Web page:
Music Features

The Culture Bunker #7: NR10 Special

It’s two in the afternoon and I’m scribbling this in a bar in Tallinn, the capital of Estonia. Something like three hours ago, the esteemed editor of this journal and my friend of many years sent an e-mail asking for me to write a piece as part of this whole ‘No Ripcord is Ten Years Old’ affair.

Well, what to write? It’s over five years since I wrote the last of these pieces, maybe closer to six. That’s a long time in anyone’s life. As I jot away in this heavily worn notebook, I’m 28 years and two days old. Through a series of events that are far too protracted to go in to here, I wound up in the South of Estonia, enjoying a sauna and beer. In a few hours, I’m due to catch a flight out to Frankfurt. Cheap air travel is great, as long as you don’t mind getting your arse felt up by over-zealous airport security types now and again.

So, a decade. Since 1999, we’ve seen bands come and go, a load of films about comic book characters and the two biggest football clubs in England end up being owned by Americans. I wouldn’t have seen that coming. Meanwhile, dear David has taken No Ripcord from being a single page affair to the much valued piece of the Internet we see today. Kudos to him.

Extra kudos to him as well for giving me a platform to rant away back in the early part of the decade. Two years on the dole does funny things to a person’s mind, let me tell you. The subsequent years? Well, I’ve worked behind the bar at an airport hotel, at a cricket ground, wrote letters to people telling them their health insurance is not valid and wrote articles for a journal on funfairs. Whatever pays for the next flight and the next beer.

Trying to think back to those early days, I struggle to empathise with the 18 year old version of myself. He’d probably be disappointed that I didn’t become chief football writer for the Guardian or songwriter in the hippest cult band around but perhaps a little placated that I didn’t become a complete sell-out.

All the same, 28 seems like a non-man’s land between youth and middle age. You’re not young any more, but neither are you in that zone of respectability where you’re supposed to own a sensible car and socialise with couples rather than going out on the pop with your gang of mates.

It’s at this time life really begins to catch up with you. Grey hairs spout, those cheap economy seats begin to take their toll and when you go to family events, there are babies everywhere. Babies, marriages and mortgages, responsibilities I’ve managed to skip thus far in my life.

I remember I started a column with a line from Billy Bragg’s A New England: “I’m 22 now but I won’t be long”. Later in the same song, Bill notes that “all the girls I loved at school are already pushing prams”. Well, it’s happening to me now, but with a different subtext: they’re just having a normal life, like people do. I’ve still got Doctor Martens boots, a collection of black clothing and a penchant for spending money on albums and Playstation games, just like when I was 18. So maybe not everything changes.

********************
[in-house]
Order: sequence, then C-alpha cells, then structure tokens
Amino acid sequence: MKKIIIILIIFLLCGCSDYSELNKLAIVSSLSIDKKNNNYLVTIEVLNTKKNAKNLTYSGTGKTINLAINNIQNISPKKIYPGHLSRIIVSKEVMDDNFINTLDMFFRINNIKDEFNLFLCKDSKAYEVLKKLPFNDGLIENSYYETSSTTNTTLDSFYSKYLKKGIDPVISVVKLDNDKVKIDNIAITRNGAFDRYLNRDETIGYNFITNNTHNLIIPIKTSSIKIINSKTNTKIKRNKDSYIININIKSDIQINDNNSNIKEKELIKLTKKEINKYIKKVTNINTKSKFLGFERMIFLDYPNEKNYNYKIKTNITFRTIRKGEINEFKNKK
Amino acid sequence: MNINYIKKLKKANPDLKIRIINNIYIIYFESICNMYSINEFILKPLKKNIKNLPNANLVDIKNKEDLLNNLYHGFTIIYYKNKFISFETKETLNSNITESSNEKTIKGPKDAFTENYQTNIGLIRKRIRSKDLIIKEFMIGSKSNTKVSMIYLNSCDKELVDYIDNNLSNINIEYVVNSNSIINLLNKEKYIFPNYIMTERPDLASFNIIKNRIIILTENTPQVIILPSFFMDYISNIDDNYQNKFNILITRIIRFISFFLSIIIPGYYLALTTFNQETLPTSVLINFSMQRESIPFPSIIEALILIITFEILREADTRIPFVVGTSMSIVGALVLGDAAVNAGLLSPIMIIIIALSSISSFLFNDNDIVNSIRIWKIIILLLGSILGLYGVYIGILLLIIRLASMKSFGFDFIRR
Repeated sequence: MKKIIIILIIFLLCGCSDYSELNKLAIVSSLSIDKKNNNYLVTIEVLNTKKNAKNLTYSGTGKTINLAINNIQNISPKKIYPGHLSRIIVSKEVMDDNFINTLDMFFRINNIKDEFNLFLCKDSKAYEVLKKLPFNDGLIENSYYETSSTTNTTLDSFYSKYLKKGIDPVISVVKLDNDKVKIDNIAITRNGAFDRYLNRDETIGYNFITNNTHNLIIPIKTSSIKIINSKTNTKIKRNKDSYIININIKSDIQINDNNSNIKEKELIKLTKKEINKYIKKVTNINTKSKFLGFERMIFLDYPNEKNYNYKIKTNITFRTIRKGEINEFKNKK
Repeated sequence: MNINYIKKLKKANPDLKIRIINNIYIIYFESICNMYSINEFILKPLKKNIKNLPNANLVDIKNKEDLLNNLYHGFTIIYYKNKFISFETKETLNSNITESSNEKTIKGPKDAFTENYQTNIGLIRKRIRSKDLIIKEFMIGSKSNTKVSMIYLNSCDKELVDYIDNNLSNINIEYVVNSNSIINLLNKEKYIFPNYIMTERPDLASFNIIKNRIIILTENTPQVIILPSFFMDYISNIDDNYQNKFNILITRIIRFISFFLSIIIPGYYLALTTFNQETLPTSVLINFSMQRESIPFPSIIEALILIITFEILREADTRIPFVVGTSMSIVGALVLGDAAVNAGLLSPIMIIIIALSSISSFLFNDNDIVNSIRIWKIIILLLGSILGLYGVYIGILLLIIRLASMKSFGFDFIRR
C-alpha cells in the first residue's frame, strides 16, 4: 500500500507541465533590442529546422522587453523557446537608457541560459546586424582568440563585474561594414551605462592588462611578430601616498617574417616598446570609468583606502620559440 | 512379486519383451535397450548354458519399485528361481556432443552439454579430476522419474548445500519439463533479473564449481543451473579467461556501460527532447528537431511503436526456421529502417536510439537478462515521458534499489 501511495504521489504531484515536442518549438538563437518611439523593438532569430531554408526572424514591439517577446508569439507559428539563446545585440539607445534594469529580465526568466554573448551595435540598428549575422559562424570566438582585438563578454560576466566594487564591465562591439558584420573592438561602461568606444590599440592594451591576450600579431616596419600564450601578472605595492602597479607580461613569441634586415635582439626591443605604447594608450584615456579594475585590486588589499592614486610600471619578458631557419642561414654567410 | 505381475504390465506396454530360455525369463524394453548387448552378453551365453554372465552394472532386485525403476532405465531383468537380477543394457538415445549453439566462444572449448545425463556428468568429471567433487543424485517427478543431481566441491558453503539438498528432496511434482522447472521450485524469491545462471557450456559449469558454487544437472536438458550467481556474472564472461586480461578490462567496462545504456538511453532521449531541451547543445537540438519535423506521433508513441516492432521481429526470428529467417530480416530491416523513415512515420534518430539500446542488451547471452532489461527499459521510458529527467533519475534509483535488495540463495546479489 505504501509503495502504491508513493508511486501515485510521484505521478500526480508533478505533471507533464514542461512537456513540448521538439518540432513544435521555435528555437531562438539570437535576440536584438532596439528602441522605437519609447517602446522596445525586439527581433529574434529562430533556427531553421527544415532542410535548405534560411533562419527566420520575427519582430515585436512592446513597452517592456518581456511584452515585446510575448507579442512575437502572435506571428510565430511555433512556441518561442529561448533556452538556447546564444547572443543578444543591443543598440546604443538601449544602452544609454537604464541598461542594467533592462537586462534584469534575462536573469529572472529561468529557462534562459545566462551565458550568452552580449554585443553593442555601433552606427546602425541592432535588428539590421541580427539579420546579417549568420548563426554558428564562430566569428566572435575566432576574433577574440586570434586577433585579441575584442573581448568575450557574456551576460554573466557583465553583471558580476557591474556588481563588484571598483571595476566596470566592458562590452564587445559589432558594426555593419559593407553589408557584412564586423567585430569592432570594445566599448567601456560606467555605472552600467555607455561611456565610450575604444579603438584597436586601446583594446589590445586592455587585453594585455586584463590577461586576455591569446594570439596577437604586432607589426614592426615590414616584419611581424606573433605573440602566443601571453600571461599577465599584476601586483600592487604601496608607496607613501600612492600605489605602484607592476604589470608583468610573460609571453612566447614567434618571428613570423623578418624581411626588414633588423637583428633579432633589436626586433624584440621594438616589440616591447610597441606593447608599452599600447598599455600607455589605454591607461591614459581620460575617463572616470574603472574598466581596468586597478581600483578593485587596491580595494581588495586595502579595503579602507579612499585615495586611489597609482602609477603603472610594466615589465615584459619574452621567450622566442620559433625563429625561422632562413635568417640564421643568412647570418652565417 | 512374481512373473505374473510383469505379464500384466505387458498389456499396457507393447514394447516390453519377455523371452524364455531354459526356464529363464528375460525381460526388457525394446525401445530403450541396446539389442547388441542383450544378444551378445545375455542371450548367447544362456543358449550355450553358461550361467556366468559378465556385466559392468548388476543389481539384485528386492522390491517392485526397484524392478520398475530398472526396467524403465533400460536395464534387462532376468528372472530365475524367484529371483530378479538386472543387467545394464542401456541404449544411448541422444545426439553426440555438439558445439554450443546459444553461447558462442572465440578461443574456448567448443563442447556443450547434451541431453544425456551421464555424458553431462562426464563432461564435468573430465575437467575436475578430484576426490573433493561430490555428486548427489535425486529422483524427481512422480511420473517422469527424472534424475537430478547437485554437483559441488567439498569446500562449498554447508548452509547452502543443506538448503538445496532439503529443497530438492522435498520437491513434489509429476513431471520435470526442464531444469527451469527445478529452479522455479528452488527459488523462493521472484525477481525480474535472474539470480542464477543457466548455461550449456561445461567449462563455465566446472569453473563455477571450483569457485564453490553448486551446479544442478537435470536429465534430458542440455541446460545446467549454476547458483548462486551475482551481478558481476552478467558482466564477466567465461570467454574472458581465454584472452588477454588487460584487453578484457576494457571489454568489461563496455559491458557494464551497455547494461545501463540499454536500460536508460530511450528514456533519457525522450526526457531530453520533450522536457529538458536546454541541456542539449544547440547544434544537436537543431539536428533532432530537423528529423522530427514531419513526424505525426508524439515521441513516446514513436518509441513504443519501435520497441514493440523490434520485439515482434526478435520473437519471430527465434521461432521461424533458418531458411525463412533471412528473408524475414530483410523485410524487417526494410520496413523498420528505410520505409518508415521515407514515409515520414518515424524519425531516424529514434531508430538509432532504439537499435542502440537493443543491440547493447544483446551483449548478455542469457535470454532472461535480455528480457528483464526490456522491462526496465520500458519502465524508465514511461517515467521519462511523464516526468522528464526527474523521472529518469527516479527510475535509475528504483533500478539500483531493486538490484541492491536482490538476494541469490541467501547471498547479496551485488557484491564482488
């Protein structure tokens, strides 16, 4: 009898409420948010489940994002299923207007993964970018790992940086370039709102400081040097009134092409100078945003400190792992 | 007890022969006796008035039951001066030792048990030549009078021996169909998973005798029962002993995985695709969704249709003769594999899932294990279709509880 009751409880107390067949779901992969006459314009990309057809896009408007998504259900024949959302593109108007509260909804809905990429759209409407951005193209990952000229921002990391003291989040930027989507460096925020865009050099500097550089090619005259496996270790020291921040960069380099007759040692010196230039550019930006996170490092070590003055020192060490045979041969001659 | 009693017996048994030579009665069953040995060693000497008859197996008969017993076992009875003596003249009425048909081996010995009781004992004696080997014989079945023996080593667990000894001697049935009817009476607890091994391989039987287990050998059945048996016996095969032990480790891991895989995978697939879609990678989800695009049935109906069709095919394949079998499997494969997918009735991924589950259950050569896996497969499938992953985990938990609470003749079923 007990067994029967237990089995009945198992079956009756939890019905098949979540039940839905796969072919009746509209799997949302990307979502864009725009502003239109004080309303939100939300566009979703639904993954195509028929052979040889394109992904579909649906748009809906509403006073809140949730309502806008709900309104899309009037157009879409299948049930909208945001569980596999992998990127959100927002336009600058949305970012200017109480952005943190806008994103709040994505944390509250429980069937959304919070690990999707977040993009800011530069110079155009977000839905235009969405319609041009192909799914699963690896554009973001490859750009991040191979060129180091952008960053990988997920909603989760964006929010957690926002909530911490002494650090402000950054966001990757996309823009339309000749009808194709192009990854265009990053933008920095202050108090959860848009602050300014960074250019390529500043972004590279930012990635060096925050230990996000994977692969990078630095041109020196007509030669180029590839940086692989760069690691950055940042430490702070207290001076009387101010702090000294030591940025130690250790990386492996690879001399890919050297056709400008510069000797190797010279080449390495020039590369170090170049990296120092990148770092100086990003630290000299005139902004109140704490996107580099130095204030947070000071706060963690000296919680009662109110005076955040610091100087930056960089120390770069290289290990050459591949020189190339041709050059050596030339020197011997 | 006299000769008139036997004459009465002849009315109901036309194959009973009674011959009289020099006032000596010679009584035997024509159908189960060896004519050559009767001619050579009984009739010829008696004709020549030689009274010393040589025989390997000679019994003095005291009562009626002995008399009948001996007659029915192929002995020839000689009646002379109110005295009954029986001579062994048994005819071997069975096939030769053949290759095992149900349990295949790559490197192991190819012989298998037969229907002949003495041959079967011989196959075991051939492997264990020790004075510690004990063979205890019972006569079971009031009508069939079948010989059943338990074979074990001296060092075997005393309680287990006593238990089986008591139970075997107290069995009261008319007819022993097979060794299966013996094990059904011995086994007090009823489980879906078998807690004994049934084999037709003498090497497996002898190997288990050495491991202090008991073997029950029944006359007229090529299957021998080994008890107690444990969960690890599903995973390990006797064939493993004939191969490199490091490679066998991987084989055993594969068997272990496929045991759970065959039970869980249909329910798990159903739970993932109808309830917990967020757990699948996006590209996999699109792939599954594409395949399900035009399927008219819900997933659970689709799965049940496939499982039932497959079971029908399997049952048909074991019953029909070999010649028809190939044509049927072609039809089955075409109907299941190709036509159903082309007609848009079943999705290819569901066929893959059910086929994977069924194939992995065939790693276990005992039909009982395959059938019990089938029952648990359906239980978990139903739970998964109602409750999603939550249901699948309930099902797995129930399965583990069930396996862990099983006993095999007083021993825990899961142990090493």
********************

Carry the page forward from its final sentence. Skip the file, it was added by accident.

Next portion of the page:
Unlike back then, nowadays I go off to countries like Estonia on my own. Yesterday morning, when I staggered to hotel breakfast area for some toast, ‘Gordon Ramsey’s Kitchen Nightmares’ was on. It was subtitled and the tedious chef’s usual ranting was uncensored, meaning a stream of “fuck” and “wanker” floated over the room. My fellow patrons ate their food unperturbed by this, but it made for one of those surreal moments that, when you think back, are the best kind.

It was also a bit disconcerting to see the Moomins on the box. Little My always gave me the creeps, for some reason. I thought I looked pissed off all the time.

Going back a few steps, even I have managed to note that they’ve finally got round to making a Watchmen film. By the time this gets to you, I expect the No Ripcord film buffs to have handed out their verdict. Regardless, I won’t be going to see it. I’ve read articles in which those behind the film say it will be faithful to the books. Fair enough, but why should I bother seeing it then, given I can flick through the book whenever I want?

Perhaps I’m being a pedant, as ever. Just seems a waste of £7 or whatever it costs to go to see the flicks these days. Still, studio execs have been like 49’ers in mining comic books for box office dollars recently and, in honesty, I enjoyed the Punisher film (always good to see John Travolta shot) and the two recent Batman capers.

I found The Dark Knight especially enjoyable. Replacing Katie Holmes with Maggie Gyllenhaal can only be a very good move by my book and it was nice to see Heath Ledger pick up the Peter Finch Memorial Oscar.

It’s time to leave now, but just before I do, I ask the girl behind the bar if where the best place to get a taxi to the airport is. She looks at me blankly. It’s not that she can’t understand English; it’s just that she’s never heard a Cumbrian accent before. I guess that means it’s just as well I didn’t tell her the story of the man with an Orange for a head, in the event that kind of humour translates into the Baltic states. Fuck it, I’ll walk.